In the last several years, more and more states and cities have passed laws requiring employers to provide “paid sick leave” to all employees. In fact, there are presently 15 states and 20 municipalities (including seven in California alone) that require employers to provide some form of paid sick leave.
Under these laws, employers are required to provide workers with a certain accrual of paid sick leave (e.g., 1 hour for every 30 hours worked), up to a maximum balance each year. For example, in Colorado, employees must accrue at least 1 hour for every 30 hours worked, up to a maximum of 48 hours each year. These laws also specify that paid sick leave can be used only in certain circumstances, such as when the employee is sick or caring for a sick family member.
Do These Laws Impact Construction Contractors?
Generally speaking, these paid sick leave laws apply to construction contractors, including workers who may be covered by a collective bargaining agreement.
A few states do provide exceptions for construction contractors, but the exclusions are very limited. For example, Minneapolis and St. Paul included a construction industry exemption, but the exemption applies only if the employees are paid at least the “prevailing wage” in the state of Minnesota.
Other states and municipalities either delayed the effective date for employees subject to a CBA (to allow for negotiations) or exempted employees subject to the CBA only if the union agrees to expressly “waive” application of the law.
Remember, too, even in areas exempting employees subject to a CBA, the contractor would still be required to implement paid sick leave policies for non-contract employees, such as office or shop employees.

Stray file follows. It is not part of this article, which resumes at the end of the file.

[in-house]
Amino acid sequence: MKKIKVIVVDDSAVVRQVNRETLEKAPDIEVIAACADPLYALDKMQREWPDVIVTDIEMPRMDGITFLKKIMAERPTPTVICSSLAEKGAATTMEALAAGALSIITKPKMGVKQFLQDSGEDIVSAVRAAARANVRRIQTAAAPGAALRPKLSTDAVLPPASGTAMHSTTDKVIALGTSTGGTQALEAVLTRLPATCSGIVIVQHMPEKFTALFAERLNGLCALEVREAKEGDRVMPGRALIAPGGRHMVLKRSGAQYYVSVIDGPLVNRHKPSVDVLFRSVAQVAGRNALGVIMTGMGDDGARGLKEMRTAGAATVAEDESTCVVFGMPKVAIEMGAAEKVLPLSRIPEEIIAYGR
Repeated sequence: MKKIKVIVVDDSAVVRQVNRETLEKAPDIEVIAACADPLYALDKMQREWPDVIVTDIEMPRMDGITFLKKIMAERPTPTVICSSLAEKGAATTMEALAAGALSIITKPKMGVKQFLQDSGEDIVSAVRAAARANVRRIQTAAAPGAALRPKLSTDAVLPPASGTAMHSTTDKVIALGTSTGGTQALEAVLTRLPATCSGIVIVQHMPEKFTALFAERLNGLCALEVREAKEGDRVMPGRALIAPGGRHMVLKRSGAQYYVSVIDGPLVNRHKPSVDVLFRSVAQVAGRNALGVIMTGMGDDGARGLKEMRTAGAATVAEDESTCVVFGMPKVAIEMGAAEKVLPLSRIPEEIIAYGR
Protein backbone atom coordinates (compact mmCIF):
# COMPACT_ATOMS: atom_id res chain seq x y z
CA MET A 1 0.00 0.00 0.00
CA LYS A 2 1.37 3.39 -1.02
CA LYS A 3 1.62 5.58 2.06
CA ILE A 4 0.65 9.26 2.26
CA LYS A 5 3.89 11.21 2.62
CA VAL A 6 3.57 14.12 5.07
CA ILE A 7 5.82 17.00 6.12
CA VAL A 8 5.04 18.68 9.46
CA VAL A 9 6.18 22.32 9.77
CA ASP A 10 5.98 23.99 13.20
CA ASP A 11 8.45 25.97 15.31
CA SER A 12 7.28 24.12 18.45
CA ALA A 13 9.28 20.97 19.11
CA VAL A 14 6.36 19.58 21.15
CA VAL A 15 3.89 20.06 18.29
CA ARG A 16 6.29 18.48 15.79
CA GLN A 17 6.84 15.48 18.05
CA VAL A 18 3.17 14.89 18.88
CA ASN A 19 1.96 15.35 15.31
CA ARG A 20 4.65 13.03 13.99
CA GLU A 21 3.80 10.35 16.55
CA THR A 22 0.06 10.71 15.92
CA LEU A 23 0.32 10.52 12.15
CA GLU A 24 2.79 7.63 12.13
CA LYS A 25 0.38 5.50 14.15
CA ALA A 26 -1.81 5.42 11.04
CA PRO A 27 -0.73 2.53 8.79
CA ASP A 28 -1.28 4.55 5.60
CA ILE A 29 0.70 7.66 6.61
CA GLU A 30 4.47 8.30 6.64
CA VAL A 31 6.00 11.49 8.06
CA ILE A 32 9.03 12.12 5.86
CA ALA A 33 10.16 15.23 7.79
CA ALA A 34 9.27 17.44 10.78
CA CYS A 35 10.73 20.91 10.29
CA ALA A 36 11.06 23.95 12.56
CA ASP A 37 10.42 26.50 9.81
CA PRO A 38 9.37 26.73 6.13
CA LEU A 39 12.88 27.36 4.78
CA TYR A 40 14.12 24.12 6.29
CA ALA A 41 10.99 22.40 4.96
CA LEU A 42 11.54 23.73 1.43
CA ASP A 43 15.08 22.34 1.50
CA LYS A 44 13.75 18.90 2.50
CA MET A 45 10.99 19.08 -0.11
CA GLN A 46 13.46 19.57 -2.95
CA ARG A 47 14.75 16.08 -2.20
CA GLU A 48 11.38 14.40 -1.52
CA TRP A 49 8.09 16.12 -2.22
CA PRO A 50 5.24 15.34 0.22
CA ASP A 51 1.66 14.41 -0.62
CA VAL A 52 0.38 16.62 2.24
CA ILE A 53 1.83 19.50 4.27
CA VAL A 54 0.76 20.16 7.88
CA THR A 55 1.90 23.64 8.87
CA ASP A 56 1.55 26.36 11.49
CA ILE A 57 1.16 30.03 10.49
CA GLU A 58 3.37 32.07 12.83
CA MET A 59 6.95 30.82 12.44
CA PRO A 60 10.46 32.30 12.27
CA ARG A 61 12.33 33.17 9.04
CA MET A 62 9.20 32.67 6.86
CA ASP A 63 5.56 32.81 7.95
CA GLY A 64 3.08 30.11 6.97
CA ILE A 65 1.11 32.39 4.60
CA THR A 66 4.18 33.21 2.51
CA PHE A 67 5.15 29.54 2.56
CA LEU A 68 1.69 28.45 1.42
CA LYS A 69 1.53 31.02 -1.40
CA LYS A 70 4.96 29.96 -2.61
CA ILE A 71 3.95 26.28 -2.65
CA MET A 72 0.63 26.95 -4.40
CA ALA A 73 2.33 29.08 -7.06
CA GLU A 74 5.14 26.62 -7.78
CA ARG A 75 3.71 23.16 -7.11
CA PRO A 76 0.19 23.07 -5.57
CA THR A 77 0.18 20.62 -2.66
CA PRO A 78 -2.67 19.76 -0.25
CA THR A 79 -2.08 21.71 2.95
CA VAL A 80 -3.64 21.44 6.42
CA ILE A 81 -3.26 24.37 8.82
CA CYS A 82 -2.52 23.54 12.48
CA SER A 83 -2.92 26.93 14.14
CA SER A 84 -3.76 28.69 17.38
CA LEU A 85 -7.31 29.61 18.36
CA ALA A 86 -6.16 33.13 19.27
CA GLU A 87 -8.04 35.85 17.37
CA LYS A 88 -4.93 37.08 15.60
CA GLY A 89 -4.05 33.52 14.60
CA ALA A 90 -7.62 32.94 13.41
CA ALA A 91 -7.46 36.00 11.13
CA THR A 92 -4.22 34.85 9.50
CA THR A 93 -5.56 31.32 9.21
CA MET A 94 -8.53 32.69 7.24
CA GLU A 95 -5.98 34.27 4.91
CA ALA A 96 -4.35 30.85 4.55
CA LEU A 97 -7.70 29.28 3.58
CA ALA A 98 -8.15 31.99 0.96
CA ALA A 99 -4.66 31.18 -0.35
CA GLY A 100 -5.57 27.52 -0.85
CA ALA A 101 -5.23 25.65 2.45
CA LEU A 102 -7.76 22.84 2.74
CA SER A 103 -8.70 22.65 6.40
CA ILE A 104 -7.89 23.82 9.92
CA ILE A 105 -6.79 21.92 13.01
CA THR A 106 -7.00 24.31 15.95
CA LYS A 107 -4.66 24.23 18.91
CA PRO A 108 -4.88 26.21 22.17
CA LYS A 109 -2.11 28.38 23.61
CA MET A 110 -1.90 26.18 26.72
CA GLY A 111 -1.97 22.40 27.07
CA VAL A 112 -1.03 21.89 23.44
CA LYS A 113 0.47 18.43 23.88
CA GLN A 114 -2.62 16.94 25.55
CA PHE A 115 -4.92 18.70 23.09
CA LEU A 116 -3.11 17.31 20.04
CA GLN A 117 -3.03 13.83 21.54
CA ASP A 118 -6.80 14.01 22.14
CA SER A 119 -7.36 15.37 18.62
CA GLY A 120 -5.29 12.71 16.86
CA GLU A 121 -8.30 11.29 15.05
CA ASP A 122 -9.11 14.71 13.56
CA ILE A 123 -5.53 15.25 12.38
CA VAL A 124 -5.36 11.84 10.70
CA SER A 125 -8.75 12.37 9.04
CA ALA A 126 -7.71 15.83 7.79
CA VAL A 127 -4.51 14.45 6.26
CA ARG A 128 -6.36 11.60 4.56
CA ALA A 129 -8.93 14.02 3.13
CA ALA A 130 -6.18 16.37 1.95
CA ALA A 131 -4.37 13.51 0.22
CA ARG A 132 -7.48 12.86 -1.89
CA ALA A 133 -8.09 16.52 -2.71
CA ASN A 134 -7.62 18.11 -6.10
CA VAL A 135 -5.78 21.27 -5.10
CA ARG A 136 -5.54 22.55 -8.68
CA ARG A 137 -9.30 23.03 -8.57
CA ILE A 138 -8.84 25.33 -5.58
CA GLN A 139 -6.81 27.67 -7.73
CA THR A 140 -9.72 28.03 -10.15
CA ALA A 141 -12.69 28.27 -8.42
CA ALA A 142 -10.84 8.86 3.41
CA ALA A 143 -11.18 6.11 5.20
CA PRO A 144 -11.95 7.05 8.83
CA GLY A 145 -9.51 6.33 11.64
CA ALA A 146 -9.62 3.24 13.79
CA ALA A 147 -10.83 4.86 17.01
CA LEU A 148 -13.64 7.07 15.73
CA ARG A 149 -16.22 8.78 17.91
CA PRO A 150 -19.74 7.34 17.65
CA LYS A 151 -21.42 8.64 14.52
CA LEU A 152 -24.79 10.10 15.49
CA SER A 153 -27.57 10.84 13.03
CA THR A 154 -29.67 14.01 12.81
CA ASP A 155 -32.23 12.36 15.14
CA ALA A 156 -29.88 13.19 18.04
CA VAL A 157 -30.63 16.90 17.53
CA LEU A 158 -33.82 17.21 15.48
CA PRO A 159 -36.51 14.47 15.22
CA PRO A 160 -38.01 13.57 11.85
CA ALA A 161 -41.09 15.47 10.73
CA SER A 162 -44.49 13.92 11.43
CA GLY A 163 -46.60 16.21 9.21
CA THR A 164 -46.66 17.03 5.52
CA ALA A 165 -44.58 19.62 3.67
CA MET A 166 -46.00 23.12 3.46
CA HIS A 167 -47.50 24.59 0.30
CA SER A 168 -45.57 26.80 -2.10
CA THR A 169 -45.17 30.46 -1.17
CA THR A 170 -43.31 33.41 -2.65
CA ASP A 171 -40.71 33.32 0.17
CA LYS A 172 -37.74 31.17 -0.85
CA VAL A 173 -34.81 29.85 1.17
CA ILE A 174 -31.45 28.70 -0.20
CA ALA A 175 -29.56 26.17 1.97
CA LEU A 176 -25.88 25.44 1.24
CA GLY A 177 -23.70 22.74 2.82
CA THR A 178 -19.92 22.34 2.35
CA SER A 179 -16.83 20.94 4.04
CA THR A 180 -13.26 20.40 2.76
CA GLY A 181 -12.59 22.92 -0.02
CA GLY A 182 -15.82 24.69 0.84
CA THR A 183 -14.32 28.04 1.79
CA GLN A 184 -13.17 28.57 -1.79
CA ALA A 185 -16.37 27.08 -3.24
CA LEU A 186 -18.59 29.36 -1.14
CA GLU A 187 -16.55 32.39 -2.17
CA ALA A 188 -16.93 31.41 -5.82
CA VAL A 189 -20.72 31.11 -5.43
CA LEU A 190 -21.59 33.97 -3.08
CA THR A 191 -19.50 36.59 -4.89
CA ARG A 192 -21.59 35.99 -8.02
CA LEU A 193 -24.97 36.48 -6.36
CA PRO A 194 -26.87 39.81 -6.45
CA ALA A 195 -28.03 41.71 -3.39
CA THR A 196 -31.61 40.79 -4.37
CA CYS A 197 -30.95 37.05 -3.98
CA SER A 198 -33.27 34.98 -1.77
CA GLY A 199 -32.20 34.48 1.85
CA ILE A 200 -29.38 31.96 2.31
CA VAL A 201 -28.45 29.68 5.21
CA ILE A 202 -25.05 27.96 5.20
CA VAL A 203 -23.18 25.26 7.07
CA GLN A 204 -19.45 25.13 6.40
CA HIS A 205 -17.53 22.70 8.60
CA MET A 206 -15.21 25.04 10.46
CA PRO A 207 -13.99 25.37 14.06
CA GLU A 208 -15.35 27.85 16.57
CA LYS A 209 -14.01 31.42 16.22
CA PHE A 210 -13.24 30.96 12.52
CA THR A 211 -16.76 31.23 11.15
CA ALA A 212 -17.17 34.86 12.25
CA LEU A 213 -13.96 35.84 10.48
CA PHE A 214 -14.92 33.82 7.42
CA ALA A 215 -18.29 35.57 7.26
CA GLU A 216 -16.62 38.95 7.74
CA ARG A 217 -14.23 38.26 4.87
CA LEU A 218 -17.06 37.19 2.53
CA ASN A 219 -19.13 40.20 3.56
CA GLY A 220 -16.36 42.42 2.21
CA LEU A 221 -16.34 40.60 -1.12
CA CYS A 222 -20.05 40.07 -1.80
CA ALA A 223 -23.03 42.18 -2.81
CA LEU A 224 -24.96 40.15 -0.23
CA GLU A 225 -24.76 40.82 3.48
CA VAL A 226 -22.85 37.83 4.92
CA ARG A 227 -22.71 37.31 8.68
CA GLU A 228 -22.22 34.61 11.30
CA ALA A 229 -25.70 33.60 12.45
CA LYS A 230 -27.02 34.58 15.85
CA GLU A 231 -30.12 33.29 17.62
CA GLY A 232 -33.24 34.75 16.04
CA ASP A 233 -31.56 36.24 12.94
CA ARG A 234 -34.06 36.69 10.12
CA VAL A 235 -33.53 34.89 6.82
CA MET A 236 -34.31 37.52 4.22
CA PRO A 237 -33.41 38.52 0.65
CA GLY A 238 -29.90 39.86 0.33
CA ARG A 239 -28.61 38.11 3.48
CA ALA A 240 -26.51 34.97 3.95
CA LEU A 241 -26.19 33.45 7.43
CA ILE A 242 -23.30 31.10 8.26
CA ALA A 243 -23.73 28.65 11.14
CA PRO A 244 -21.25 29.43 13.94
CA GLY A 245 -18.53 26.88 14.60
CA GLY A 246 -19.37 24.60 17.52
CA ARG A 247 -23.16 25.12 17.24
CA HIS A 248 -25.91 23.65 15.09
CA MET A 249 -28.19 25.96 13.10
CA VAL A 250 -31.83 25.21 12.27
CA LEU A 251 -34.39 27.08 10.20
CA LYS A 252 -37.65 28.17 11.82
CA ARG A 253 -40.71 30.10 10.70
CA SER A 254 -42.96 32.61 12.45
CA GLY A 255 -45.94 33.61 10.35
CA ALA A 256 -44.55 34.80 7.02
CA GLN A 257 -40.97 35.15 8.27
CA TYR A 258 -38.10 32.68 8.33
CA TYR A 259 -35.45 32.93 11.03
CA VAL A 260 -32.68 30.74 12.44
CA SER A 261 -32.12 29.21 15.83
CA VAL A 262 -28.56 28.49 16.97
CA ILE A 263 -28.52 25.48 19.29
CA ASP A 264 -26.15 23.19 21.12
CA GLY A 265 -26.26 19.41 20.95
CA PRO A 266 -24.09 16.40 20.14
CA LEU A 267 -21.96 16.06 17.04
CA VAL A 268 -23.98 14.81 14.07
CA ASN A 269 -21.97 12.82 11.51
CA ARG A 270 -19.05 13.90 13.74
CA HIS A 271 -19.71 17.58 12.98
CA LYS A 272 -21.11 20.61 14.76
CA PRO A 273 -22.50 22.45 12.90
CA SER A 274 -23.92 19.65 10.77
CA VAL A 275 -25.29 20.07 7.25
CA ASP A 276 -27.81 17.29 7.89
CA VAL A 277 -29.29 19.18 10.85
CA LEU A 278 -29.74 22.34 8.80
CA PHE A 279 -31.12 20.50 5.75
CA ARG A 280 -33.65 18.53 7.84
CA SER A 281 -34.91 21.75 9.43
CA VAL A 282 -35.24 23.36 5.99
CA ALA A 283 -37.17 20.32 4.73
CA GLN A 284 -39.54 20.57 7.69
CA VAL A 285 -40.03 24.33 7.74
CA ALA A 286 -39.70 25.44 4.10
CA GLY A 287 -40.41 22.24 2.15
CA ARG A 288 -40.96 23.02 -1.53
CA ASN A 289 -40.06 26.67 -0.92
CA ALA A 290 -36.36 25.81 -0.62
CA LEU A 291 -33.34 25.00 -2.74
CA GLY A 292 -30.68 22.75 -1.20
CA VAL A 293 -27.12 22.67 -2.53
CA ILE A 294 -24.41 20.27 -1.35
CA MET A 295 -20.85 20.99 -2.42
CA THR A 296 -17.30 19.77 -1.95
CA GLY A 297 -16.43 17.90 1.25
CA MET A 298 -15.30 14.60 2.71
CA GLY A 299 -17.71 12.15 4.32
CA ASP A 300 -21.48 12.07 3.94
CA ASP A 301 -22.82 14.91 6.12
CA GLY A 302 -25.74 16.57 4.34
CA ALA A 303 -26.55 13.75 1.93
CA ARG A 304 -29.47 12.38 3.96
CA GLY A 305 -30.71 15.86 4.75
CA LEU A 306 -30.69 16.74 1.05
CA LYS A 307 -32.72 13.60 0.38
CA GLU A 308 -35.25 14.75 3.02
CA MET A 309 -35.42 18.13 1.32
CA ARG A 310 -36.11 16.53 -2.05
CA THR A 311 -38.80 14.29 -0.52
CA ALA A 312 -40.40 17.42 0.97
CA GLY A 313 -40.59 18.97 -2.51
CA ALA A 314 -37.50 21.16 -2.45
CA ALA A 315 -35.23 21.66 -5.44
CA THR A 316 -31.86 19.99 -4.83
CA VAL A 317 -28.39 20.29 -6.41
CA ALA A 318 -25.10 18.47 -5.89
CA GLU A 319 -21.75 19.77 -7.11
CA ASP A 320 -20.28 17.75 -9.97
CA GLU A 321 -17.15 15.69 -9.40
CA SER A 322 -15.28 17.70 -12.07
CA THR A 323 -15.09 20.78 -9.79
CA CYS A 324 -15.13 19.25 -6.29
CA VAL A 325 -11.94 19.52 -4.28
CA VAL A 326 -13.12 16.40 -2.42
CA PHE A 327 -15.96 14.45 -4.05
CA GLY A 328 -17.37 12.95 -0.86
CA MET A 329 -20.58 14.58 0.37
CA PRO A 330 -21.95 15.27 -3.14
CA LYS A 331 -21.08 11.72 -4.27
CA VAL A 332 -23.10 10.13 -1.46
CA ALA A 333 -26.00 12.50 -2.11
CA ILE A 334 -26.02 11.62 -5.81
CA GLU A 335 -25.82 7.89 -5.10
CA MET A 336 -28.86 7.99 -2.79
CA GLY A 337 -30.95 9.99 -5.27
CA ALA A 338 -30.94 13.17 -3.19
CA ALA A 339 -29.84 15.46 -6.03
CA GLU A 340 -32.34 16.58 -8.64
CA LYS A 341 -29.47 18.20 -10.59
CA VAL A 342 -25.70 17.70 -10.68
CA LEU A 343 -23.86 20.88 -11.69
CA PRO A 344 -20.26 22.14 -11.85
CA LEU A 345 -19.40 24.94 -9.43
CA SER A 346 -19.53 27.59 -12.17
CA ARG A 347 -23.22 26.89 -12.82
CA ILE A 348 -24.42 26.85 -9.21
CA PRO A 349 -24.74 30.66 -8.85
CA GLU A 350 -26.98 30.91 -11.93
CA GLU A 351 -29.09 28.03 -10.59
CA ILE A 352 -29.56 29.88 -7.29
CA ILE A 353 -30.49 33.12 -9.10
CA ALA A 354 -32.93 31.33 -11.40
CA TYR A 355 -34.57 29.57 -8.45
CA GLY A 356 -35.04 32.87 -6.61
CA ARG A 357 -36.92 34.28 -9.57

What Can Contractors Do?
Contractors first need to assess whether they are subject to one of these paid sick leave laws. And, if so, whether an exemption applies. A list of the current states and cities where paid sick leave is required is available here: https://www.abetterbalance.org/our-issues/paid-sick-time/.
If the contractor has a facility or does work in one of these locations, it first needs to assess whether it is subject to an exemption or if the union would be willing to waive the application (if permitted under the law). A small increase to wages could be well spent to avoid the complicated accrual, use, and recordkeeping requirements included in most of these laws.
In the end, though, contractors may be left with no choice but to implement a paid sick leave policy for some or all of their workers in a particular jurisdiction. In these situations, contractors should be careful to implement a policy that meets the minimum requirements of the relevant state and local laws. A sample policy is available here. Of course, a contractor should review any new policy with a trusted labor and employment attorney before implementation. There may also need to be notice provided to any union representative.
Paid sick leave laws are not going anywhere. Contractors need to be prepared to either demonstrate the existence of an exemption or implement a “bare bones” policy that complies with the minimum requirements of the law in their jurisdiction.
This sample policy is a start. Remember, though, you should consult with legal counsel before implementing any new policies.